Tuesday, May 22, 2007

Intimacy and Mission (part 3)

Meet Thomas R. Kelly.
Thomas R. Kelly wrote a number of essays before his death in 1941 that were collected into a book entitled A Testament of Devotion. Many years ago I tried to read this book, but I was unable to understand what the author was talking about! Now, years later, as I have been drawn into a growing place of intimacy with the Lord Jesus, I am beginning to understand just a little bit of what this man wrote about so many years ago.

For most of his life, like me, Thomas Kelly was a very driven man. But in the last few years before his death at age 47, he discovered a way of life that brought amazing peace, a life of intimacy with God that he wrote about during those last years. The little collection of essays that he left behind has encouraged, inspired and changed many people. Let me introduce you to just a few thoughts from this remarkable man, yet another person who discovered that "mission" flows from intimacy.

In an essay entitled "The Simplification of Life" he says the following.

Many of the things we are doing seem so important to us. We haven't been able to say No to them, because they seemed so important. But if we center down, as the old phrase goes, and live in that holy silence which is dearer than life, and take our life program into the silent places of the heart, with complete openness, ready to do, ready to renounce according to His leading, then many of the things we are doing lose their vitality for us. I should like to testify to this, as a personal experience, graciously given. There is a re-evaluation of much that we do or try to do, which is done for us, and we know what to do and what to let alone.

Let me talk very intimately and very earnestly with you about Him who is dearer than life. Do you really want to live your lives, every moment of your lives, in His Presence? Do you long for Him, crave Him? Do you love His Presence? Does every drop of blood in your body love Him? Does every breath you draw breathe a prayer, a praise to Him? Do you sing and dance within yourselves, as you glory in His love? Have you set yourself to be his, and only his, walking every moment in holy obedience? I know I'm talking like an old-time evangelist. But I can't help that, nor dare I restrain myself and get prim and conventional. The fires of the love of God, of our love toward God, and of His love toward us, are very hot. "Thou shalt love the Lord thy God with all thy heart and soul and mind and strength." Do we really do it? Is love steadfastly directed toward God, in our minds, all day long? Do we intersperse our work with gentle prayers and praises to Him? Do we live in the steady peace of God, a peace down at the very depths of our souls, where all strain is gone and God is already victor over the world, already victor over our weaknesses? This life, this abiding, enduring peace that never fails, this serene power and unhurried conquest, inward conquest over ourselves, outward conquest over the world, is meant to be ours. It is a life that is freed from strain and anxiety and hurry, for something of the Cosmic Patience of God becomes ours. Are our lives unshakable, because we are clear down on bedrock, rooted and grounded in the love of God? This is the first and the great commandment.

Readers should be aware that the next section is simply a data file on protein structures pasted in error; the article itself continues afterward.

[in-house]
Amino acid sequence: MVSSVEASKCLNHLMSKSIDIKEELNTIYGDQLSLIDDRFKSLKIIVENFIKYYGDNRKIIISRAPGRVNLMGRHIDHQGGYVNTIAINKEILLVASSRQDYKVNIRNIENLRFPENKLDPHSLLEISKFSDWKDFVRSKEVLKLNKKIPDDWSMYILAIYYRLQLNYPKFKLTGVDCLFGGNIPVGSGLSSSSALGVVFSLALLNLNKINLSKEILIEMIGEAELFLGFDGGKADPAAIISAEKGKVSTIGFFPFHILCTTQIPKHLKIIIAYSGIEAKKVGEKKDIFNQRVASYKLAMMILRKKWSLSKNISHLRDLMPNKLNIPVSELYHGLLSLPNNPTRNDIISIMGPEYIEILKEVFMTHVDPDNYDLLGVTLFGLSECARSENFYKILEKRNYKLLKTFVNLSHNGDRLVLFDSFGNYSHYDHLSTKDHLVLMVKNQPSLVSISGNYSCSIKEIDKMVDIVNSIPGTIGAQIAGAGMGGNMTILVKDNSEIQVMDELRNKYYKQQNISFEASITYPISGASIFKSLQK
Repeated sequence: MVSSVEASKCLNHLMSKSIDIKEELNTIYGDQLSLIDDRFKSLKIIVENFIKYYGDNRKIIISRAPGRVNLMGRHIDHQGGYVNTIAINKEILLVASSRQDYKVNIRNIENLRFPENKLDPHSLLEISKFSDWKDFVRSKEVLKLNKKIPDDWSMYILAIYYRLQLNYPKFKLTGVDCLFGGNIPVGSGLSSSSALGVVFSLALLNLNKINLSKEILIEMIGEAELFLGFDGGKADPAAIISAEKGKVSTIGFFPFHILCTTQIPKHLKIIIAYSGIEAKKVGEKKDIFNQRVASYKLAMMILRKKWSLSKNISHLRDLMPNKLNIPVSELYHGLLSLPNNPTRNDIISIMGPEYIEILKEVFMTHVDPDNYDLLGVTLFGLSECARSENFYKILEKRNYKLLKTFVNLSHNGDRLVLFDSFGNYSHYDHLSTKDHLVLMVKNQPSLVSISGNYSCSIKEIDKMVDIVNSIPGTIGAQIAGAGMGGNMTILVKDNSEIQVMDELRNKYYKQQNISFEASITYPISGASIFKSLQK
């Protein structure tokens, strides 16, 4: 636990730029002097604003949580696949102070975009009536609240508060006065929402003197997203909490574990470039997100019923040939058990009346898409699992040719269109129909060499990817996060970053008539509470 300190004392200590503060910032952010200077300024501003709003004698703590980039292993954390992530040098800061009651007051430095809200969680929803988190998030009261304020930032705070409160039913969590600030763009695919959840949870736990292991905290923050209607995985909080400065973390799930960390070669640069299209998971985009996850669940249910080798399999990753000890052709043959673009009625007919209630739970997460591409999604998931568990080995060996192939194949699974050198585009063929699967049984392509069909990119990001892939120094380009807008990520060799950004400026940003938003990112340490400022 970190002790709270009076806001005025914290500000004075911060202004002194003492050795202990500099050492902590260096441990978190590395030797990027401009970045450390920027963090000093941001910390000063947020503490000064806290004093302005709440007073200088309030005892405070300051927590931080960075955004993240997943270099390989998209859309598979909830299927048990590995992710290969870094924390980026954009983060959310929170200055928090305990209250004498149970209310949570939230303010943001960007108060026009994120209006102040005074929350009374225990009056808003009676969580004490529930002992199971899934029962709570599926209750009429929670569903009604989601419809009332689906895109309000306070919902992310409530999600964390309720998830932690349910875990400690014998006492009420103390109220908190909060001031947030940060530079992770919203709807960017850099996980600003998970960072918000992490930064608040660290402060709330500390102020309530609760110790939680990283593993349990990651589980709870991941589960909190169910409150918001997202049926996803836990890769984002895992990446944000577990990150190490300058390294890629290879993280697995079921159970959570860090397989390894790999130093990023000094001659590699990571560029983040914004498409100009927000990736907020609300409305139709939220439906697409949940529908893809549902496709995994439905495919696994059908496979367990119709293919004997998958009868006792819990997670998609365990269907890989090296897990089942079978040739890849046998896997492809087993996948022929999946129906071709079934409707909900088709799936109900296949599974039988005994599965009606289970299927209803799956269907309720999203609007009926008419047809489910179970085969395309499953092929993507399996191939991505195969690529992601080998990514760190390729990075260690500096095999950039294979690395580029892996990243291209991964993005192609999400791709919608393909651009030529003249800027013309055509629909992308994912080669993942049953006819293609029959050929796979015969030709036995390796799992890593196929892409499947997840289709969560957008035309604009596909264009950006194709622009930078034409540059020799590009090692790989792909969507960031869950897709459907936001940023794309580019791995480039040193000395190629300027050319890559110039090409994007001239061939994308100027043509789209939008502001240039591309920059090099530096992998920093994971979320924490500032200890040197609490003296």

Do you want to live in such an amazing divine Presence that life is transformed and transfigured and transmuted into peace and power and glory and miracle? If you do, then you can. But if you say you haven't the time to go down into the re-creating silences, I can only say to you, "Then you don't really want to, you don't yet love God above all else in the world, with all your heart and soul and mind and strength." For, except for spells of sickness in the family and when the children are small, when terrific pressure comes upon us, we can find time for what we really want to do.

There is a way of life so hidden with Christ in God that in the midst of the day's business one is inwardly lifting brief prayers, short expressions of praise, subdued whispers of adoration and a tender love to the Beyond that is within. No one need know about it. I only speak to you because it is a sacred trust, not mine but to be given to others. One can live in a well-nigh continuous state of unworded prayer, directed toward God, directed toward people and enterprises we have on our heart. There is no hurry about it all; it is a life unspeakable and full of glory, and the inner world of splendor within which we, unworthy, may live. Some of you know it and live in it; others of you may wistfully long for it; it can be yours.